2. Draw your new invention on paper. Focus on what will make this vehicle new or different.
3. Create a model. Gather materials from around your classroom or home to make a model of your new invention (paper, glue, tape, paperclips, string, balloons, plastic cup, milk carton).

Rules and Regulations
The Post Office Department assigned superintendents to make sure airmail moved as swiftly as possible. However, superintendents were also responsible for the pilots' safety and the expensive airplanes they used. Sometimes the demand for speedily moving the mail and the interests of the pilots and the equipment were not always given equal consideration. The superintendents placed heavy demands upon the pilots to fly in all types of weather conditions and in the dark of night. Nevertheless, pilots were generally a courageous bunch. They could even be rather rowdy and they definitely liked the independence the pioneering age of flight offered. Balancing the pilots' personalities and the need to move the mail could make the superintendents' job a difficult one.

Eyeball iconActivity
Pretend you are the first airmail superintendent. Write the first 10 rules and regulations that the airmail service pilots must follow. Keep in mind the need for safety and professional behavior, as well as the importance of time schedules, record keeping, and the need to move the mail.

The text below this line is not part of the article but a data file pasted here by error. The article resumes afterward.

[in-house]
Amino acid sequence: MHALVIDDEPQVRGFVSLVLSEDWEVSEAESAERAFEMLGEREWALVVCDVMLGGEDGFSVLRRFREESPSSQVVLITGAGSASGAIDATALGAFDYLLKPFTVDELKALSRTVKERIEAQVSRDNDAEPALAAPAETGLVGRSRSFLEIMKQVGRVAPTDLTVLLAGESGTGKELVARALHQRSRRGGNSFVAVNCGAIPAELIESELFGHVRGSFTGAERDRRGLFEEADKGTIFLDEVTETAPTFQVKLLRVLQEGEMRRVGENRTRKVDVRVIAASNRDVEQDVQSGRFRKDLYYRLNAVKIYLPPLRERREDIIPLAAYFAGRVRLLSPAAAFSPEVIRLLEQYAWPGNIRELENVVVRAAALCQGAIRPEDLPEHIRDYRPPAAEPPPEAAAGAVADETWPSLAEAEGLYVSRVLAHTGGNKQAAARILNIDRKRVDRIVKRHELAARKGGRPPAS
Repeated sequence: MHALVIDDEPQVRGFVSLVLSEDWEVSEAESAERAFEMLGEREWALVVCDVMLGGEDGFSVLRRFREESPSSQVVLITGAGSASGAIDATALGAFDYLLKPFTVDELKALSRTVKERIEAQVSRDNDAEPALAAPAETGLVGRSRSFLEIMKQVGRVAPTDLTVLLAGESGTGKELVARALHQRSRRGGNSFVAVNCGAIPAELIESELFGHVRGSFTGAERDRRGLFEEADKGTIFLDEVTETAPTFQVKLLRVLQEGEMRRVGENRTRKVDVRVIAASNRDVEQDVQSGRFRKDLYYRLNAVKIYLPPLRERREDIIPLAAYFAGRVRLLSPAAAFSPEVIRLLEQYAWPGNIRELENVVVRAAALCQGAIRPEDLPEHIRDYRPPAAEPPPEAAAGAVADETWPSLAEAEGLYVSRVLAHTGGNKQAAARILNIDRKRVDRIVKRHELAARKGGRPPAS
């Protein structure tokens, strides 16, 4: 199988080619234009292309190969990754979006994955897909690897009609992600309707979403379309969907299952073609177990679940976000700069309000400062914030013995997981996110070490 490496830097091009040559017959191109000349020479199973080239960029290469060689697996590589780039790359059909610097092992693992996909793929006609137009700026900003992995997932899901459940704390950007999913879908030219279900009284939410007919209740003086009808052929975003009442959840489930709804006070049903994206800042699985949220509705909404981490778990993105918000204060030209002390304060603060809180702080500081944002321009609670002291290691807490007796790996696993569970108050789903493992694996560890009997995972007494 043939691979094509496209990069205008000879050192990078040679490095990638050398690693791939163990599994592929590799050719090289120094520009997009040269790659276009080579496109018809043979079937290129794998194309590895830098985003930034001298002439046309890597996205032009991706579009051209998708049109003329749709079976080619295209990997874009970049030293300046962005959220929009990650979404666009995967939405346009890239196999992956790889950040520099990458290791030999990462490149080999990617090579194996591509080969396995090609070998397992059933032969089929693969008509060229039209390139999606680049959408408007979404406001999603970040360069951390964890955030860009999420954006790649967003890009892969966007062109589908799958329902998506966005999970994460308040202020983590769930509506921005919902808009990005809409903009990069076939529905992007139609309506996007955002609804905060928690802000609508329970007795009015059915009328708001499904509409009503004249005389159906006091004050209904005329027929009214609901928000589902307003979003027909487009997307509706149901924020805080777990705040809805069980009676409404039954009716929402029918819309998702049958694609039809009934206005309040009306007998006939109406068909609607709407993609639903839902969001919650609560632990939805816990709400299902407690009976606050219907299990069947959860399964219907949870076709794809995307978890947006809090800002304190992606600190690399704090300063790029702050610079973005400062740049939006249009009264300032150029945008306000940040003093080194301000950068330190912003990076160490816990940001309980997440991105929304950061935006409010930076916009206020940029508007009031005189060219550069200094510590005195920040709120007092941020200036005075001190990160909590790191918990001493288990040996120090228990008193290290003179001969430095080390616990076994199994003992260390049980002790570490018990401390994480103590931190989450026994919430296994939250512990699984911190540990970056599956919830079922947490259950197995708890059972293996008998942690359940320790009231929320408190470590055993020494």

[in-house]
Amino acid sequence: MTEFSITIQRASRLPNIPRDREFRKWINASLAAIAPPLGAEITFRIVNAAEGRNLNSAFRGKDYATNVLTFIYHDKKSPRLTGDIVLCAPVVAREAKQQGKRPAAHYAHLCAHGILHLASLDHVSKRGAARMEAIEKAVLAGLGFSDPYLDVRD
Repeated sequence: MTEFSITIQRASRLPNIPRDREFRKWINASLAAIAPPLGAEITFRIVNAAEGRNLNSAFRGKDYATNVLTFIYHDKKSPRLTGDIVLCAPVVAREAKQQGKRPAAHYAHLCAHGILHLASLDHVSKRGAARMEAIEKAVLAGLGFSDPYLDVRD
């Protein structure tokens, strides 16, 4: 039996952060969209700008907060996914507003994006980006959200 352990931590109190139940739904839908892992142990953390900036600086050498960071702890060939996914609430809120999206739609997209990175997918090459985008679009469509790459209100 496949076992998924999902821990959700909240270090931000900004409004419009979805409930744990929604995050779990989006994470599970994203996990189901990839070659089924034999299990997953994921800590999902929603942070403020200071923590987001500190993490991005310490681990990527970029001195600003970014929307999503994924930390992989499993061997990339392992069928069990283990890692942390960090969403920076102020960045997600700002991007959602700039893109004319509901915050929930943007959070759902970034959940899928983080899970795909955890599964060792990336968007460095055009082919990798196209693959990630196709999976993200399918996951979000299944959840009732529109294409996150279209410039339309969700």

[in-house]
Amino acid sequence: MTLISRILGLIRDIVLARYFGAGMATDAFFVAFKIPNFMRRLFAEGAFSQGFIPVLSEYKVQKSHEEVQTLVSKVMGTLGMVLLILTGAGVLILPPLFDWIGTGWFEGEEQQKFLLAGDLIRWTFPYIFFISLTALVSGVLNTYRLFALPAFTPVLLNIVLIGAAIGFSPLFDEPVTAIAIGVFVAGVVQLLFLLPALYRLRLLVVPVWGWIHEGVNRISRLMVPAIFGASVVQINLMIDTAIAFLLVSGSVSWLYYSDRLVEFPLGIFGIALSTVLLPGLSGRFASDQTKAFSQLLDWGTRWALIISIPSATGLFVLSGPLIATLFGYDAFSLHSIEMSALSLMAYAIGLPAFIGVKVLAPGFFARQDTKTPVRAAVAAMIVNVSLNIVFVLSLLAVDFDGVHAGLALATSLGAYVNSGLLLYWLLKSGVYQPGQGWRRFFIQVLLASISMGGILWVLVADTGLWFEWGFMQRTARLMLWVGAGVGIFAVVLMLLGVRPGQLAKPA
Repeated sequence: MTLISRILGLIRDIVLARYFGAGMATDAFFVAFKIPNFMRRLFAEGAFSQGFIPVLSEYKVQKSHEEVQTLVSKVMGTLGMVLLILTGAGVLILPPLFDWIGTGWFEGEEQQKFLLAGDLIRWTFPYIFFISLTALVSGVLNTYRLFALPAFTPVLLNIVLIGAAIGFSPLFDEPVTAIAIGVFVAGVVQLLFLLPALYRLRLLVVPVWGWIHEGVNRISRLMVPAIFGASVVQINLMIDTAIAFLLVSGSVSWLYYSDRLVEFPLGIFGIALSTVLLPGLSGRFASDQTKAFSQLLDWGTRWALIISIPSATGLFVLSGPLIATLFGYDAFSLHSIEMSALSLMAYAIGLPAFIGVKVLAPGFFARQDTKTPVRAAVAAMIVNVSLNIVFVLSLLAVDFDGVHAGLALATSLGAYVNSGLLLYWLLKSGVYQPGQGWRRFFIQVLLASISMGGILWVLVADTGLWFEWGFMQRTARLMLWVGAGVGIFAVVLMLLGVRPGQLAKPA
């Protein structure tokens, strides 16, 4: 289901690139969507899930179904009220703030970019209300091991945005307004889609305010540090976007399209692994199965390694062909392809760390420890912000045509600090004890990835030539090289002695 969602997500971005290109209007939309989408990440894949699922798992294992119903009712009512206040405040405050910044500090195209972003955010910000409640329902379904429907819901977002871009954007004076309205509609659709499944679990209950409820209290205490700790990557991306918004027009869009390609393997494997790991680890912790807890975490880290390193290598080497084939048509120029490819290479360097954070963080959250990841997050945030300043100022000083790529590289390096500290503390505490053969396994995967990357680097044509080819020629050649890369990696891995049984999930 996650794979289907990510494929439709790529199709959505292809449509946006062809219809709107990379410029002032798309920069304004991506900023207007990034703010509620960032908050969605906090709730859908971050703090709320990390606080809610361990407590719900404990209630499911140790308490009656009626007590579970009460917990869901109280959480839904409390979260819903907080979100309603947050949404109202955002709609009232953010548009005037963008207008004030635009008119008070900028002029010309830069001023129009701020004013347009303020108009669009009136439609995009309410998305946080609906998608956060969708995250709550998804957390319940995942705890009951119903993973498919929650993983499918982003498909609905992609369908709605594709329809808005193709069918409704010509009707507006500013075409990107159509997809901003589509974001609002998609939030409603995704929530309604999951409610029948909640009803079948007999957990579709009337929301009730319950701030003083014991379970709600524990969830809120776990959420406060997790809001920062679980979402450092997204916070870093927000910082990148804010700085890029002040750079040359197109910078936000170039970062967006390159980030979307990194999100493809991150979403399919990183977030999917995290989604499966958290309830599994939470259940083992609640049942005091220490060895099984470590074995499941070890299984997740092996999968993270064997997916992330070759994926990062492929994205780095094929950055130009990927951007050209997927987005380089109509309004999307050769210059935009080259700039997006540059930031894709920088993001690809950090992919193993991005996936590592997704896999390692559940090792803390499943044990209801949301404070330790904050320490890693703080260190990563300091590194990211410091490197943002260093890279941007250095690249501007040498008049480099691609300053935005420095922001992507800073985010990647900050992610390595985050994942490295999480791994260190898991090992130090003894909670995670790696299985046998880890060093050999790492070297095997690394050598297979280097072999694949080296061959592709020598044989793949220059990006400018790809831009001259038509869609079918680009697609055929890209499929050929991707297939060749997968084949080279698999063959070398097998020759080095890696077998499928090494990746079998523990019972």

Why Fly?
What moved people to explore the realm of flight? What motivated the early pilots to face the dangers of flight?

Eyeball iconActivity
Early pilots had many personal and professional considerations to weigh in choosing their career: danger, discomfort, adventure, salary, and fame to name a few. Make a pros and cons list of the rewards and the drawbacks of serving as an airmail pilot.

Dare to Dream
Motivation is a quality that inspires people learn and improve. Express your personal motivations through one of the following:

Eyeball iconActivity A
Create a piece of art that describes what motivates you. Make a collage (use pictures from a magazine, catalog, etc.), make a mobile, draw a picture, or create a song.

Eyeball iconActivity B
Write an essay comparing the creation of airplanes to other inventions.

Eyeball iconActivity C
Write a poem about the beauty of flight. How does human flight compare to the ability of birds?

Eyeball iconActivity D
Pretend you are an airmail pilot. Write a diary entry of your first flight.

Eyeball iconActivity E
Write an acrostic using an airmail word. To make an acrostic, turn each letter of your chosen word into a separate word. For example, an acrostic for the word "plane" might be, Pilots, Land, Airplanes, Navigate, Engine.

Fly Points
There are many interesting facts about early flight and the role airmail played.

Eyeball iconActivity
Make a trivia game from the facts you find in this website. Players will receive "fly points" for their correct answers. The winner is the one who collects the most "fly points."